As part of their ‘Lenovo VR Classroom’ package for schools, the corporation presented their ‘Uptale’ immersive content creation tool, allowing the creation of VR experiences for 360 videos, and much more. Examples of not just VR but also AR applications in the educational field, with Lenovo’s ThinkReality A3 smart glass platform being demonstrated.


Image: Kevin Williams

VR content delivery for schools and colleges that have deployed VR into their classrooms has proven a major issue. While many educators jumped on the early bandwagon for VR, the reality has set in that these expensive systems have to start proving their worth, and there are many educational content providers, offering subscription services and a wide selection of teaching environments. Also, the sector needs an agnostic approach to headset support, with attempts by some manufacturers to create walled gardens abandoned.

Providers of these services include Eduverse – offering online environment for students and teachers to explore together – representing the “virtual fieldtrip”, an idea often promoted with VR technology in schools. One such application from their library was demonstrated on their booth was the “Frozen Forest Biome”, that allowed users to navigate round the biome interacting with the unique animals found within the environment, understanding the forest and the threats too it in a learning experience aimed at 8–11-year-old students.

The new concept of the “Metaschool” was being promoted by the International Well Rounded School (IWS) – that have been supplying online student teaching for some time, and who have now ported their content across to VR, offering a remote ability for students to learn.

The use of VR to allow students to experience unique environments also includes the handling of specialist instruments and undertaking difficult procedures. This was demonstrated on the OpenLabs booth that had users taking part in unique scientific procedures in a virtual space, allowing them through trial and error to master the activities in a safe environment.

The international nature of BETT’23 was seen with pavilions representing exhibitors from countries such as Korea, Germany, Spain, France and the UK. On the UK pavilion, the EdTech ecosystem is important to Government investment, and several the exhibitors on this booth deployed VR applications. Metaverse Learning – offered high level training environments, built in collaboration with industry towards effective work skills.

VISR Dynamics – the company offering a virtual environment called ‘Stage’ for multi-user education; an environment that the students can populate and develop themselves. The operation allowing these immersive storytelling environments and teaching spaces created complete autonomy to be shared with other schools and for teachers to even sell their creations.

Also, on the UK pavilion was VRLab Academy – offering some 200 science experiences to train within VR ranging from biochemistry to mathematics and mechanical supported by a online educational platform.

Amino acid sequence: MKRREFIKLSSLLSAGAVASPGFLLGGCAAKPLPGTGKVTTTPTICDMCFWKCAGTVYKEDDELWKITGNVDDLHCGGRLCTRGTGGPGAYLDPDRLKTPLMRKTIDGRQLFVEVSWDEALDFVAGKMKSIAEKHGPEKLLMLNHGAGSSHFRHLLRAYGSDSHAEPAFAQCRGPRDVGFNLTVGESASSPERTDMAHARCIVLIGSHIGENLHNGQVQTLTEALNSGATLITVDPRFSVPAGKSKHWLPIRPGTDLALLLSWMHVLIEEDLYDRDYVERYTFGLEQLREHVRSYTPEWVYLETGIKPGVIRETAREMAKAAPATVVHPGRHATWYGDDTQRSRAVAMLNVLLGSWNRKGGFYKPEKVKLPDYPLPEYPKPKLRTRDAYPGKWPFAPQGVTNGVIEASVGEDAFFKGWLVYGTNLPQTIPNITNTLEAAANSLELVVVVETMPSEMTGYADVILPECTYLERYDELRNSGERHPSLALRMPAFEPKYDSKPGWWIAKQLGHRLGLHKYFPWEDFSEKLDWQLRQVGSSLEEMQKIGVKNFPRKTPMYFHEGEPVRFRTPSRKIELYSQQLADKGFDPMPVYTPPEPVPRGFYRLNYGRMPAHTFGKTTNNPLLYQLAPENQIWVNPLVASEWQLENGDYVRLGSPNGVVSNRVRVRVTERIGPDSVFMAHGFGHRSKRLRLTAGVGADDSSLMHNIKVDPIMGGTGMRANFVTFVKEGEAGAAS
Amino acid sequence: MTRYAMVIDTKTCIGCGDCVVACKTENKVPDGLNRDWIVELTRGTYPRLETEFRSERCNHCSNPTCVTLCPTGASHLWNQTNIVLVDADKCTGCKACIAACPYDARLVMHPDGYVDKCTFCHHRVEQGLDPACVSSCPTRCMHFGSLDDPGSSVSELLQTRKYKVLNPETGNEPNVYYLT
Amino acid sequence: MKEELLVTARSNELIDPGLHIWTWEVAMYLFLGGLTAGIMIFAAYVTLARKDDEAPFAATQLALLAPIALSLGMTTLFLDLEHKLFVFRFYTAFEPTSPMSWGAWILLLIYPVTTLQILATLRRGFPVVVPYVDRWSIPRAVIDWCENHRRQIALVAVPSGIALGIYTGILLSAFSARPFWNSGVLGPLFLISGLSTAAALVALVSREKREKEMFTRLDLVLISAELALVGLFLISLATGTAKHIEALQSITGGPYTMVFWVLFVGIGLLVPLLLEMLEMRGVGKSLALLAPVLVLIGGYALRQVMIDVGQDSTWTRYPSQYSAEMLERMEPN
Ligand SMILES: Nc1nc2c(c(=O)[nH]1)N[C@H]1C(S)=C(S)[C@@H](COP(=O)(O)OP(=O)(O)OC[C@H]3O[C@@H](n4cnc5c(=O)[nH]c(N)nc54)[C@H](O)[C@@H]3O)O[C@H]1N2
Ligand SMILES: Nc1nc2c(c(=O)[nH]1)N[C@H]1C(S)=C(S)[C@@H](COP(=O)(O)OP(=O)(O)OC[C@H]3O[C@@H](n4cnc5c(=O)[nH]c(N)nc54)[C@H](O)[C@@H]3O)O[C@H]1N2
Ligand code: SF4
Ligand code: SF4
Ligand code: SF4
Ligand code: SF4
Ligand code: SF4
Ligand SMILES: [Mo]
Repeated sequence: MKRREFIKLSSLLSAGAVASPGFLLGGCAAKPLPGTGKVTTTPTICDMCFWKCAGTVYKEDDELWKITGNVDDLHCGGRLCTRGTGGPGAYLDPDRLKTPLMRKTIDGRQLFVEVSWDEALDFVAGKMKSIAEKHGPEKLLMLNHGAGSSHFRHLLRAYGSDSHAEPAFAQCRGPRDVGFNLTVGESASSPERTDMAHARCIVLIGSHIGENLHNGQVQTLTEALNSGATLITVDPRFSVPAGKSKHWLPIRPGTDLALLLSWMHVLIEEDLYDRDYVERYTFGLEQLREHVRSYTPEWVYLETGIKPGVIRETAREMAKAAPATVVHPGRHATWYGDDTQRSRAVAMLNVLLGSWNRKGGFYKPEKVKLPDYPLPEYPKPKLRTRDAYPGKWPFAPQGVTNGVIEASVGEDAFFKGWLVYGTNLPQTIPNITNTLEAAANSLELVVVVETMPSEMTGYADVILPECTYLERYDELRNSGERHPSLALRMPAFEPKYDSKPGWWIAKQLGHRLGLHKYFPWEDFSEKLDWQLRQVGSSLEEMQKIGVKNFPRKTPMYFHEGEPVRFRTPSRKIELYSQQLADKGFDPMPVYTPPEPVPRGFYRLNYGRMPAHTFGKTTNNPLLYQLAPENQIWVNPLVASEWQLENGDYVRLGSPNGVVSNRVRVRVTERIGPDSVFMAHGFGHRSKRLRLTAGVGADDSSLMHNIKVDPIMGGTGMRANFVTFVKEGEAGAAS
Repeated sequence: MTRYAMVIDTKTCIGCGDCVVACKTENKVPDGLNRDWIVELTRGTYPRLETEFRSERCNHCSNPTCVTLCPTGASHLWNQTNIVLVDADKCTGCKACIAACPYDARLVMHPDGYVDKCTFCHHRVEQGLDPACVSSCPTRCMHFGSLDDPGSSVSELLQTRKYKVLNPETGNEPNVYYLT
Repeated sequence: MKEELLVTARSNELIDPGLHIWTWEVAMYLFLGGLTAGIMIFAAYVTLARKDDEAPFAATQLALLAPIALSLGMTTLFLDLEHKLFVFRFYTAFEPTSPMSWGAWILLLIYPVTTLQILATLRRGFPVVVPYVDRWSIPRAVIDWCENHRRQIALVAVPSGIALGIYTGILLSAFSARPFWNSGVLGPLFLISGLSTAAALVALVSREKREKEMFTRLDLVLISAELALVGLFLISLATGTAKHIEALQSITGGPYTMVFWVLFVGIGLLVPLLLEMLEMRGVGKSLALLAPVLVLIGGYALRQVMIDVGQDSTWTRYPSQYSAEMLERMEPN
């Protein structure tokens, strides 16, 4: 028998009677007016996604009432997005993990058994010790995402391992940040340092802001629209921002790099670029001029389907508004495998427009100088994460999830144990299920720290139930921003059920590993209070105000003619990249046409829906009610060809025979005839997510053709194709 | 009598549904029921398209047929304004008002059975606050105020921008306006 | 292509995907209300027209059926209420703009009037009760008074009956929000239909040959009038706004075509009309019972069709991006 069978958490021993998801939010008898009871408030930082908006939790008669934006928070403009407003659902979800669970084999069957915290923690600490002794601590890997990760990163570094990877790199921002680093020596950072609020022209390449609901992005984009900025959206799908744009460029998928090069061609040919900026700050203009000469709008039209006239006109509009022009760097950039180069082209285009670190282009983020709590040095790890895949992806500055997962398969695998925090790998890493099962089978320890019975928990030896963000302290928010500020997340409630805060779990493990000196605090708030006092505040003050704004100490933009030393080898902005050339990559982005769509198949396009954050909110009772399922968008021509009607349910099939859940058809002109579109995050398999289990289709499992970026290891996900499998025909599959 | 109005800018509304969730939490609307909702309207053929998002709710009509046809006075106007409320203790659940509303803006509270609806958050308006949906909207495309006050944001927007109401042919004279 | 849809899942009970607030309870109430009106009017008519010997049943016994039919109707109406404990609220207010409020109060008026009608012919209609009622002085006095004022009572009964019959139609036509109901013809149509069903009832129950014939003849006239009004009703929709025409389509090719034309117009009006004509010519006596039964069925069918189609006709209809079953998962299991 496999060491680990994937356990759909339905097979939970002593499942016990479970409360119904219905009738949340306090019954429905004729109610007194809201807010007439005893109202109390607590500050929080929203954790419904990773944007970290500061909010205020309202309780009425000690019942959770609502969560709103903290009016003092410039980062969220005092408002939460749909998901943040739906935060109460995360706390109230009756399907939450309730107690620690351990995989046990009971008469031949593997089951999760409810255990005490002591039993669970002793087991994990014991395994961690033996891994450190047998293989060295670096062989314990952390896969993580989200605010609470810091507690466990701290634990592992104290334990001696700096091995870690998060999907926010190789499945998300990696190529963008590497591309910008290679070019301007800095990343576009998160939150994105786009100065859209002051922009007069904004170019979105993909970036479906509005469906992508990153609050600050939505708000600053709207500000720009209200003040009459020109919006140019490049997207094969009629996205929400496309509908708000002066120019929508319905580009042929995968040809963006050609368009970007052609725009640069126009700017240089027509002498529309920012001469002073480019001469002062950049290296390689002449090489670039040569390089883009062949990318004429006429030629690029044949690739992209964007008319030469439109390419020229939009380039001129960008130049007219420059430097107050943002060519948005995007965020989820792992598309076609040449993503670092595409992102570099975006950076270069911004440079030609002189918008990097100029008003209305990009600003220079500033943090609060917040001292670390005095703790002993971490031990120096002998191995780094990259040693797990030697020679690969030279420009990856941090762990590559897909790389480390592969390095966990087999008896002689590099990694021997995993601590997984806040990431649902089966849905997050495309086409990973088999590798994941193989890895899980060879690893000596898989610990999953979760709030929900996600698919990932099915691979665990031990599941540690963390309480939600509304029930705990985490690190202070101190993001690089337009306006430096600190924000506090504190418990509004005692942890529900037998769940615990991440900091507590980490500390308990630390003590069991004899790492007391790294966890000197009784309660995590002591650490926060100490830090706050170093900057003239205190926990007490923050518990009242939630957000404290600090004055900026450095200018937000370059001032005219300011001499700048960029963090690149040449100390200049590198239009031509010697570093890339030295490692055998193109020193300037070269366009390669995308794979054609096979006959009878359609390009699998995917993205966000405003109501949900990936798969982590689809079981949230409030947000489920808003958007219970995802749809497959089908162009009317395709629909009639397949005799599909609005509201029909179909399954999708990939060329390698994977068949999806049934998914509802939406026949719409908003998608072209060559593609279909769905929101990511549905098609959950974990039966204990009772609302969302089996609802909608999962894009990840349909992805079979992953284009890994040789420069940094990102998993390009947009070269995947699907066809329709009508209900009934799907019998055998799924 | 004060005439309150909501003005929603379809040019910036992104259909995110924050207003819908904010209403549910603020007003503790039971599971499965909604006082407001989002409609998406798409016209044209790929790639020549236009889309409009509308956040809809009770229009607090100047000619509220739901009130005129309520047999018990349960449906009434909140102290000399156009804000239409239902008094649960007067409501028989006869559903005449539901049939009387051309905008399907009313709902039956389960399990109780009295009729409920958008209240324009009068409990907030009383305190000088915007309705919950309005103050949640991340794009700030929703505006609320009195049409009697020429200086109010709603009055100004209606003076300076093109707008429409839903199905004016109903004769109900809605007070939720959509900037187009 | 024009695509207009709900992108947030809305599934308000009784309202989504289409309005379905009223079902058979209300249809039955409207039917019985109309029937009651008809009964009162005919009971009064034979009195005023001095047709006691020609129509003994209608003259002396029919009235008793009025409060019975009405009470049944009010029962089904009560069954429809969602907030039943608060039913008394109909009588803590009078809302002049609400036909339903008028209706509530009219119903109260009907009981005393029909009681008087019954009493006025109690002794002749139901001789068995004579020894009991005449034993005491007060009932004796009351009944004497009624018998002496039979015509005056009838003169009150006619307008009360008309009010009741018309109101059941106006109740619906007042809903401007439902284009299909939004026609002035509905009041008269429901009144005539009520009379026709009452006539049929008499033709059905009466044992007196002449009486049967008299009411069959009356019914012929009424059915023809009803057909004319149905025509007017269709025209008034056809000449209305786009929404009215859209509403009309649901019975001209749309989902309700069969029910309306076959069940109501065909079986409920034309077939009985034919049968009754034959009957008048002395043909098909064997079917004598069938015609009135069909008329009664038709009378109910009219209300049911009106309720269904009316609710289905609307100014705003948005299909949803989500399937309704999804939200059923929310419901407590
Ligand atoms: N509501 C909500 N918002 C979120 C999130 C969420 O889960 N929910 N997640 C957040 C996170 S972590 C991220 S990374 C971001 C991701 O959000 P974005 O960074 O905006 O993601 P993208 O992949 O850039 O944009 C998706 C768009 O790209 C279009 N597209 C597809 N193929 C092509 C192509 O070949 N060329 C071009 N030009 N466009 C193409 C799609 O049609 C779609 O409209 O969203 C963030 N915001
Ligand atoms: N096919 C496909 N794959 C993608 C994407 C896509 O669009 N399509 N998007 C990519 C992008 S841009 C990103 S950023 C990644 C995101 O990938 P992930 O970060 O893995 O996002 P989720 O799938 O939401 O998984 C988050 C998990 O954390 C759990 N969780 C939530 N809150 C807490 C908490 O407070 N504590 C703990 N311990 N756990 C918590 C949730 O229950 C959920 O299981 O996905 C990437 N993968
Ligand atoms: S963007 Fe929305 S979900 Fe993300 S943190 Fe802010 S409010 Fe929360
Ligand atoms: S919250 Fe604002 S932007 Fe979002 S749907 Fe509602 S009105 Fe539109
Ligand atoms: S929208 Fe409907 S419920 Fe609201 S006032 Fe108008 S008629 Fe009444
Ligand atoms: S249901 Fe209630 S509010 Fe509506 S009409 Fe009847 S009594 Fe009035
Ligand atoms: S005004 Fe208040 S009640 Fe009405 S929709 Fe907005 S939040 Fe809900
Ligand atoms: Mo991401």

While Xpellore has been created as a metaverse for universities, tutors and students, a central hub of educational resources that can be distributed – but the platform is aimed at high-end experiences, offering a XR streaming platform far beyond the current mobile processors of some of the standalone VR systems. A trend that is growing in many applications of commercial VR is the move to VR or XR streaming supporting the latest wi-fi standards.

On the Spanish pavilion was Invelon Technologies, a developer with a turn-key software solution for developers in both VR and MR, based on helping grow using 4.0 technologies for training. While on the French pavilion booth where Jexplore – a unique content provider, offering career training, with users able to view the actual working conditions and learn more about specific jobs. The company has curated several VR applications that inform the student about various jobs, and through this they can be connected to the company hiring new employees.

Also on the French pavilion was Mima – offering training and support for developers and educators using VR. And on the Korean pavilion the developer GlobalPoint promoted their ‘VRWARE Edu School’ – offering both a learning environment and creative platform for schools.

Image: Kevin Williams

The application of immersive and interactive digital learning was evident across the BETT’23 exhibition floor. Ranging from the “Esports @ BETT” area of the show, where examples of racing simulators and eSports PC rigs were show that are now being deployed into the education scene.

As well as the use of ‘Minecraft Education’ – a special version of the popular game developed to help teach a new generation part of Microsoft’s outreach in this sector. Along with these the latest robotic teaching systems revealed the future of education, the trade show actively inviting students in school groups to be part of the three-day event.

With over 20-exhibitors at this years’ BETT promoting the application, VR has found a home in the education and training sector, and it will be fascinating to see not only the content created from students in this sector, but also how the hardware will evolve to support the needs of this unique and vibrant aspect of the market.